The best shoes for those annoying foot problems

When it comes to our feet, a myriad of problems tend to arise as we get older and the years of stress and impact begin to take their toll.
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For many, this discomfort comes in the form bunions, arthritis, heel pain, swollen or cracked feet, collapsed arches and more. As if dealing with the pain these conditions can cause isn’t frustrating enough, they can also make buying comfortable yet attractive shoes a much more difficult task.

There are good-looking yet therapeutic shoes out there, though, with brands such as Homyped offering stylish and comfortable shoes that are specially designed to accommodate a range of foot issues.

Lizzy (C+ width) – Perfect for easing bunions and collapsed arches


This style is a great option for anyone suffering from painful bunions, with a soft, cushioned panel that helps relieve pressure around sore points and protect the area from bumps. The Lizzy style also features Homyped’s Momentum Footbed, which was developed with podiatrists to help support the arch and stabilise the foot. It’s one of the most advanced pieces of footwear technology on the market and helps shape and support the foot, as well as improve posture and guide the foot back into its correct alignment with your ankles and legs.

Pamela (E width) – Great for people with high insteps or swollen feet

Like most Homyped shoes, the Pamela sandal is fully adjustable and comes in a wide fit that’s suitable for broad feet. The adjustable straps make these shoes ideal for people with high insteps. The sandals are also great for people whose feet tend to swell throughout the day; as the Pamela is adjustable at multiple points, you can loosen it throughout the day to accommodate swelling. The sandals have rubber soles for excellent grip and stability, and a leather lining for a soft, breathable finish. And if you have gout or other forms of arthritis, the extra room allowed by the adjustable straps will help relieve pressure on the joints.

Rubie (C+ width) – Designed for diabetics and people always on their feet


The Rubie shoe is accredited by the Baker IDI Heart and Diabetes Institute, thanks to its seamless design and special features that are perfect for those living with diabetes, as well as for any person who spends lots of time on their feet. Diabetes can damage nerves in the feet, which means people with the condition can lose feeling in their feet and aren’t aware their feet are being damaged by ill-fitting shoes until it’s too late.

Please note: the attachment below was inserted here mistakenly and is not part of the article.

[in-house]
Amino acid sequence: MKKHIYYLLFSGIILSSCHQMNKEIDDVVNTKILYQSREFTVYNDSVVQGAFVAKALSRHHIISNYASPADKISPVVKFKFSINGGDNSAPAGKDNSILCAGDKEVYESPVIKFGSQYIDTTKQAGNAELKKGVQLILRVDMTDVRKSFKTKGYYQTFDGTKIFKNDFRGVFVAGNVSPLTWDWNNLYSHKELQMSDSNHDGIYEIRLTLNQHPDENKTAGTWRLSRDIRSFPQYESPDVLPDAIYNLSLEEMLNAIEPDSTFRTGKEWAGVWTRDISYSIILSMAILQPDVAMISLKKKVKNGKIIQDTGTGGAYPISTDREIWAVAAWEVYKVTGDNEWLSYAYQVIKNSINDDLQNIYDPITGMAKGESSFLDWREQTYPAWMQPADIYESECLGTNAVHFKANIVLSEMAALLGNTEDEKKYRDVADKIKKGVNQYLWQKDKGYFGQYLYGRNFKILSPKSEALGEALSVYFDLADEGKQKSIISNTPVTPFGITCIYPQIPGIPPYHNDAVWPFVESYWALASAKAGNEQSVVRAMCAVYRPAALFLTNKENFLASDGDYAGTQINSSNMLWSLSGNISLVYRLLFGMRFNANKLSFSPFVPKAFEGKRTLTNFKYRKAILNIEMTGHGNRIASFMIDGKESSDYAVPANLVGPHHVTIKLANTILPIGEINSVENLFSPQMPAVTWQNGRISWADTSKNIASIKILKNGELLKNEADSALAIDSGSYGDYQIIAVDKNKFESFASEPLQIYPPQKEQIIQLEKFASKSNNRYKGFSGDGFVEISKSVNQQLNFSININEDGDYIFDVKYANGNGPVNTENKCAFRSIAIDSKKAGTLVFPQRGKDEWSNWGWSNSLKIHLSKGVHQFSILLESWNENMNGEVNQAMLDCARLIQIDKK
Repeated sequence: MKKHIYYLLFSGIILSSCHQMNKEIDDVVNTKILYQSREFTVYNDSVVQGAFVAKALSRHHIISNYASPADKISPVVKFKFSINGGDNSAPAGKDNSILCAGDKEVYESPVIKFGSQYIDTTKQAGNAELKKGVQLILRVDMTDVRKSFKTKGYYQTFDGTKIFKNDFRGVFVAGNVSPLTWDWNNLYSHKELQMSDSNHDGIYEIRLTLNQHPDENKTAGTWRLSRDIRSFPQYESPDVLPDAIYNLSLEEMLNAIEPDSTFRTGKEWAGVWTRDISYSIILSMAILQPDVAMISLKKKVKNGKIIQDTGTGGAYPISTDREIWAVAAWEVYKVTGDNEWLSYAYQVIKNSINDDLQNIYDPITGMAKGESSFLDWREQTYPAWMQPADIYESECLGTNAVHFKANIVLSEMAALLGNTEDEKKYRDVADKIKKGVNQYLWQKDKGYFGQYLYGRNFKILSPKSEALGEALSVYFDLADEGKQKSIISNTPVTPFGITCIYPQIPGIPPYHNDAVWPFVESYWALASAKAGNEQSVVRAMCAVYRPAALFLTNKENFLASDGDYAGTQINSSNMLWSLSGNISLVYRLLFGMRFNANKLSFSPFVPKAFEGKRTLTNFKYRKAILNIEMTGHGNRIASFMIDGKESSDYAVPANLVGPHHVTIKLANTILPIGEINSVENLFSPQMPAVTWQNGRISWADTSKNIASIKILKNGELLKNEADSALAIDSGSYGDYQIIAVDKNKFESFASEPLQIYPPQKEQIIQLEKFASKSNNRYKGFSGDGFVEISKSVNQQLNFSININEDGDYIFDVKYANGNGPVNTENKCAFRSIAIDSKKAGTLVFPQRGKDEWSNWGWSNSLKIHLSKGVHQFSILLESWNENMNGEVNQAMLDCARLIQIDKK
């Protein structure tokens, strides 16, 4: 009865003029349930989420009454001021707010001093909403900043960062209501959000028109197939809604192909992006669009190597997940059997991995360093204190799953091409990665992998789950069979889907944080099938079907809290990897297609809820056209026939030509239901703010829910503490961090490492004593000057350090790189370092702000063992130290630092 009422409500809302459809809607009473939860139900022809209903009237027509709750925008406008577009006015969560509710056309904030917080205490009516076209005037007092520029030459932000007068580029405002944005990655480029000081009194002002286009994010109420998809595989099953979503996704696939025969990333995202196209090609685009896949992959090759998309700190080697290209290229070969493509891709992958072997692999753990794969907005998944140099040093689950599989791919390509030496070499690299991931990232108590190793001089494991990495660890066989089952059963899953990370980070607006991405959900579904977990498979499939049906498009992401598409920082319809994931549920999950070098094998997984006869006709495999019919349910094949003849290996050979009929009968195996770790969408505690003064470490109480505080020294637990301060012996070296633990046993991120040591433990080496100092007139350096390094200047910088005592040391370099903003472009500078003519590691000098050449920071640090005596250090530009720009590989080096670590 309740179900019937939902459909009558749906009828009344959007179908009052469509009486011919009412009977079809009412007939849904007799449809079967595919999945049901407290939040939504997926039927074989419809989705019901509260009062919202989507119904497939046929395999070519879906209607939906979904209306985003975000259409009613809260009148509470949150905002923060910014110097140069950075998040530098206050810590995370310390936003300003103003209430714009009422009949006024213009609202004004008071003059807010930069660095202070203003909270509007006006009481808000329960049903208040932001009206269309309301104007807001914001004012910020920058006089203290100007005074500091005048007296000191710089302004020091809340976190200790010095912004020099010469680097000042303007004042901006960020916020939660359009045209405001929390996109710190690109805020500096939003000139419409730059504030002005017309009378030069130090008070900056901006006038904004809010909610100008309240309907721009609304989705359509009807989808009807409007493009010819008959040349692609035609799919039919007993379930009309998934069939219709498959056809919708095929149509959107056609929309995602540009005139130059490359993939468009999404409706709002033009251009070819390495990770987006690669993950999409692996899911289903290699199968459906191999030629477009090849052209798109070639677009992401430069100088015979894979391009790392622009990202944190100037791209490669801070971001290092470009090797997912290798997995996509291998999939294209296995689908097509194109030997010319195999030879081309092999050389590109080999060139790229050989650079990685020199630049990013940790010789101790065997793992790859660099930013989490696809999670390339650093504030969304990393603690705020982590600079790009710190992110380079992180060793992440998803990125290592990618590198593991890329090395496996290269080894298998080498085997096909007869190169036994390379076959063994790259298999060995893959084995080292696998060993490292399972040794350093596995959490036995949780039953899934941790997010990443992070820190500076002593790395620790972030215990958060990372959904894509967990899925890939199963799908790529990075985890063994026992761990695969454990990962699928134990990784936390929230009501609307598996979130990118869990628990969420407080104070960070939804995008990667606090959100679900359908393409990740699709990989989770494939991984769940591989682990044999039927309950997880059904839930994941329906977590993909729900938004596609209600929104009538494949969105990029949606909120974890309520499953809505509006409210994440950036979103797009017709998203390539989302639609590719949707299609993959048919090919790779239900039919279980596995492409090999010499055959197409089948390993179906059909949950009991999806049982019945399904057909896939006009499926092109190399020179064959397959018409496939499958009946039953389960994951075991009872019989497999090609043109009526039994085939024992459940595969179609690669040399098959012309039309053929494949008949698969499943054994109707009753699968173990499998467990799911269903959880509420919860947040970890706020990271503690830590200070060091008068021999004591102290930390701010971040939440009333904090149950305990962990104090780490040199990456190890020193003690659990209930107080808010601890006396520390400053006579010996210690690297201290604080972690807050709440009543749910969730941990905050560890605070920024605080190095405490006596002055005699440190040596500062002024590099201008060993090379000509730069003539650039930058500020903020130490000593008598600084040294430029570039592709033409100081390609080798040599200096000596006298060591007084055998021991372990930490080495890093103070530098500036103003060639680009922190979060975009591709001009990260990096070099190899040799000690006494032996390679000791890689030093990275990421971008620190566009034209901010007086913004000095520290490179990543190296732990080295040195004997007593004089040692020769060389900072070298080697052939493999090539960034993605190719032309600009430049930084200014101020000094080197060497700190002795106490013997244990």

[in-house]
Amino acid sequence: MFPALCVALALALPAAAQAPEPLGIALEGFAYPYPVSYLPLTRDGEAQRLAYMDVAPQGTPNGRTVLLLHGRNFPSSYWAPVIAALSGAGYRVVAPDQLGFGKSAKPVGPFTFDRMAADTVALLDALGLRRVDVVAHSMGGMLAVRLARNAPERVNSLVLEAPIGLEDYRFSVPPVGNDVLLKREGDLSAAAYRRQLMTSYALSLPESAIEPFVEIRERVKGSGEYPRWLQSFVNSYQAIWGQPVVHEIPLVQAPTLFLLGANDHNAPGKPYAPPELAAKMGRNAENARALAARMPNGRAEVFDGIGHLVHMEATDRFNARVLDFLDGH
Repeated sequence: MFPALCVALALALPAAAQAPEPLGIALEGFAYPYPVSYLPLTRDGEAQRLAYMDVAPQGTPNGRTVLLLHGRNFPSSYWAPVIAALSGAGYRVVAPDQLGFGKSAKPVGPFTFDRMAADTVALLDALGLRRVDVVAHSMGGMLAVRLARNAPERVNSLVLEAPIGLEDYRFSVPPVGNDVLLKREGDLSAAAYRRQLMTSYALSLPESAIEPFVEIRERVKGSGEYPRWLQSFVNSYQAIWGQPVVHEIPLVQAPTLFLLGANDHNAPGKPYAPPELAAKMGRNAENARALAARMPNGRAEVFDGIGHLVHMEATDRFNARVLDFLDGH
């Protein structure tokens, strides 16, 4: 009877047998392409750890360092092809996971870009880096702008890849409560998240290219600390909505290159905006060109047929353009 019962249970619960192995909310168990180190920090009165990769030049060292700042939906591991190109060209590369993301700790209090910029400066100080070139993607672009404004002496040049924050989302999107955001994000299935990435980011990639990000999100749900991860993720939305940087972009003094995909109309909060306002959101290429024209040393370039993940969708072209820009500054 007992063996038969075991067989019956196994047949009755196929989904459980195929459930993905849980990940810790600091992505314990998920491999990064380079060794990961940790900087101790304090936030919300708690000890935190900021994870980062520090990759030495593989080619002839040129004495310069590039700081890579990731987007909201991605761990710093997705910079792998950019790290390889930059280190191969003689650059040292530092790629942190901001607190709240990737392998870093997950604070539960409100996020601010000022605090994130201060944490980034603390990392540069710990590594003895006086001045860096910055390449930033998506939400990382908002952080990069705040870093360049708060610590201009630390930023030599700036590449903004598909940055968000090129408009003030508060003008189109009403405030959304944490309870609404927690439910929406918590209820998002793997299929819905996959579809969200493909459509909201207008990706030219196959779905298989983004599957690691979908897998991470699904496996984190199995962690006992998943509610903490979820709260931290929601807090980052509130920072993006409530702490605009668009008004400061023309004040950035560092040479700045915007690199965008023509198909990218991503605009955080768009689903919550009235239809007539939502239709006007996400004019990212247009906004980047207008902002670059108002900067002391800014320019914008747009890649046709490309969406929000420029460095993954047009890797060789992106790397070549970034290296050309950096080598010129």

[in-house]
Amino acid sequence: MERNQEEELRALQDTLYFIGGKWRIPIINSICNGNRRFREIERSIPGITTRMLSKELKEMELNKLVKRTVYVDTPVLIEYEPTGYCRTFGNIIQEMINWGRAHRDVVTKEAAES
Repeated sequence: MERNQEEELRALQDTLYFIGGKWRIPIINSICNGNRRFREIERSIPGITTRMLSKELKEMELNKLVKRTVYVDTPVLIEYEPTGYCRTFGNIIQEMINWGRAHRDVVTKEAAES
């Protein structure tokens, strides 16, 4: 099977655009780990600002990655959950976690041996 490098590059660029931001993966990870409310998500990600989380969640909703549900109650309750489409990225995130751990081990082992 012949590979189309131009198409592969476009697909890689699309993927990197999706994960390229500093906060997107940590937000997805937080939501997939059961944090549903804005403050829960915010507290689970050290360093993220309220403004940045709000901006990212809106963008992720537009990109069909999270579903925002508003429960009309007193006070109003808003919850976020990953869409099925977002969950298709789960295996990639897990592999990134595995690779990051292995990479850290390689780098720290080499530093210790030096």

To combat this, the Rubie shoe uses a surgical-grade Plastezote foam upper lining that conforms to the wearer’s foot to protect the skin and relieve pressure and rubbing. The shoes are lightweight but still provide plenty of stability and support to keep you sturdy and upright. The high-set toe box also means there’s no rubbing on the toes. As a bonus, Homyped added a padded bunion-relief panel to reduce pain and pressure.

Orthotic Inserts – Great for everyone

Most Homyped shoes (including all those listed on this page) are orthotic friendly. (Click here to browse the full range of orthotic friendly styles.) These have removable footbeds that can be replaced to address specific foot issues and needs.

These three orthotic inserts – regular, full and diabetic – can provide support and to realign the foot. Everyone’s natural strength and body alignment reduces with age, but the orthotic guides the foot back into its original position to help improve posture and add stability when standing or walking.

Homyped design – An all-round winner

Your feet may be sore and tired, even if you don’t have a foot condition – but the solution could be simple.

Three-quarters of people over the age of 65 wear shoes that are too small for them, putting pressure on the toes and cramping the foot into a space that doesn’t allow enough wriggle room.

To combat this issue, almost all Homyped shoes are fully adjustable, meaning you can mould them to fit your own feet and accommodate your individual needs. Browse the full range of styles online.

Do you have issues with your feet? Do you find it difficult to shop for shoes these days?

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